Wednesday, January 31, 2007

Western response optimistic to proposed Farm Bill, although cuts still being examined

At first reaction, the agricultural community — particularly in the West — was positive about what Agriculture Secretary Mike Johanns outlined for the 2007 Farm Bill.

Considered the diversity of geography and commodities in the country, it’s remarkable that any Farm Bill can get a favorable response from across the country.

The tendency in the past was some areas, such as Western specialty crop growers, were left out when farm programs were being developed.

As usual, corn, soybeans, wheat, rice and cotton remain the biggest winners when it comes to continued subsidy payments proposed by the Farm Bill. While some of those crops are grown in the West, it’s generally the Midwest and Southern states that benefit the most from the Farm Bill programs.

However, thank the patient, steady lobbying efforts of farm and commodity organizations in the West for the inclusion of specialty crops in this version of the Farm Bill. Whenever they have had the chance, they have stressed how important this was to farmers here.

Johanns agreed: almost $5 billion has been committed to research, marketing programs and trade expansion for those specialty crops.

Western Growers spokesman Tim Chelling summarized the reaction of a lot of vegetable and fruit growers: “We’re extremely pleased with this kind of recognition of this portion of American agriculture, which is roughly half of U.S. crop agriculture. Finally the government and the Farm Bill recognizes the place of specialty crop agriculture in the nation’s agriculture policy, and that alone is a significant milestone.”

The other areas that Westerners looked at as priorities for more money included conservation, and resources to support farm trade and fight international trade barriers. Johanns came through on those, too: $7.8 billion for conservation, and $400 million regarding the trade issues.

Farmers also wanted a commitment to biomass research, the development of ethanol, and renewable energy, and the Farm Bill included proposals in those areas.
The agricultural community will be still digesting all the details of the Farm Bill, especially since Johanns said farm spending would be reduced by $18 billion over the next five years. The farm programs part of the proposed 2007 Farm Bill would cost $87.3 billion over 5 years, according to Johanns. This is down from $105 billion for the programs in the 2002 Farm Bill.

The main change appears to be that subsidy payments will be limited to those who make less than $200,000 in adjusted gross income annually. That’s down from the current income cap of $2.5 million, and would impact 80,000 producers who collect about 4.5 percent of overall farm payments in the country. Johanns estimated this would save about $1.5 billion in the next decade.

However, farmers will be looking carefully where the other billions of dollars will be saved and how it will impact them personally.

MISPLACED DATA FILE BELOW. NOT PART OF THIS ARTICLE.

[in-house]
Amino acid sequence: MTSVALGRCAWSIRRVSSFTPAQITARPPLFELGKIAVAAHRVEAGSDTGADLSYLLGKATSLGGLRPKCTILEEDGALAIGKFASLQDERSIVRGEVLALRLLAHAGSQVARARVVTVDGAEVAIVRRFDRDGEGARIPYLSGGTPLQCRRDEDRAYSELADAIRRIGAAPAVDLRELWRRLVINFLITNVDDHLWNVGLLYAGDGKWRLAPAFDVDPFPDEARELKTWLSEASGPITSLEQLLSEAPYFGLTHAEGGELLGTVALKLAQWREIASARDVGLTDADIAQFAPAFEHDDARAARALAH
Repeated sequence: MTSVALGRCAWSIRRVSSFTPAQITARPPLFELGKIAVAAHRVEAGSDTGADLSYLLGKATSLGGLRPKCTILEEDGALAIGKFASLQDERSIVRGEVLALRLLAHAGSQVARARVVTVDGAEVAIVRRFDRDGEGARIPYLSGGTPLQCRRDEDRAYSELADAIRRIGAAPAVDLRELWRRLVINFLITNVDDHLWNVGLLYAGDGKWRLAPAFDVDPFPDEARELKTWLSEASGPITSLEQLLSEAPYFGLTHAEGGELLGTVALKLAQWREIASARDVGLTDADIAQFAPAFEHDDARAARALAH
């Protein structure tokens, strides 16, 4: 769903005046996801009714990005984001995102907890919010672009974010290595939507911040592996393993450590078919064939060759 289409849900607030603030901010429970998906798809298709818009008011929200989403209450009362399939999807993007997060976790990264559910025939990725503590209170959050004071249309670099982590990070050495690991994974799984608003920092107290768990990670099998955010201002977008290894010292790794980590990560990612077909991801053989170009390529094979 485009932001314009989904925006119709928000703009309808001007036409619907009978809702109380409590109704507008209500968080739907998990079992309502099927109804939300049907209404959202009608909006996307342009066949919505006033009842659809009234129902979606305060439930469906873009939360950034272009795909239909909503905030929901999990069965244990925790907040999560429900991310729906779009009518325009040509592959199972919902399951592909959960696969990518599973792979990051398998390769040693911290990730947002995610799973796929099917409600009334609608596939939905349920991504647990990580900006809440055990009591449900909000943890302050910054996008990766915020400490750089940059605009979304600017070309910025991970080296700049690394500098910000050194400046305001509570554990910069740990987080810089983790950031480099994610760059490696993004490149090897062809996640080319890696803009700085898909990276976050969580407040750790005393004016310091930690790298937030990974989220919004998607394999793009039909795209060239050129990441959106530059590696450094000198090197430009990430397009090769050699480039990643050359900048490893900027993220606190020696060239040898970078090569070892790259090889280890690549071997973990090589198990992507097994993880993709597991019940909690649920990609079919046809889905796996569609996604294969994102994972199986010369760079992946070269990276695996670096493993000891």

As late as a day before Johanns made his announcement, a broad coalition of about 100 groups that included the American Farm Bureau Federation, the National Farmers Union, but also just about every national organization representing crops, fruits and vegetables, nurseries, viticulture, dairy, and even banks united to formally ask that farm bill spending be increased.

In their letter to the Senate and House Budget Committees, they wrote “Given the cuts agricultural programs have already sustained over the last several years, and the substantial savings as a result of farm bill programs, we ask that you adopt mandatory and discretionary spending levels that provide for additional funding and resist efforts to force further budget reductions on agricultural, food assistance, conservation and other critical programs.”

Whether that coalition will stay united and support Johann’s proposals remains to be seen.

Whenever a new Farm Bill is introduced, questions arise from the public on why should there be support for farmers in the first place.

This year, one of the strongest arguments came just before Johanns made his announcement.

The USDA’s Economic Research Service released its statistics that American families and individuals currently spend an average of just under 10 percent of their disposable personal income for food: in other words, an average household can pay for its full year of food with its disposable income after about 36 days of employment.

“Compared to food, Americans work longer each year to pay for their housing, federal taxes and medical care,” said Anne Rigor, Chair of the Oregon Farm Bureau Women’s Advisory Council, in a press release. The Oregon Farm Bureau is marking Feb. 4-10, 2007, as Food Check-Out Week to help people understand and celebrate the affordable, healthy and safe food that farmers produce in this country.

“According to the Tax Foundation, Americans must work 52 days each year to pay for health and medical care, 62 days to pay for housing/household operation and 77 days to pay their federal taxes,” said the release.

The public benefits when farmers and ranchers can afford to stay on the land and expect income support when they need it, whether it’s from weather disasters or international trade disputes, as well as support for rural development.

While debate continues on what should be in the final Farm Bill to be adopted later this year, Johanns made some good steps to ensure Western farmers feel more respected and protected in what they do for the nation.

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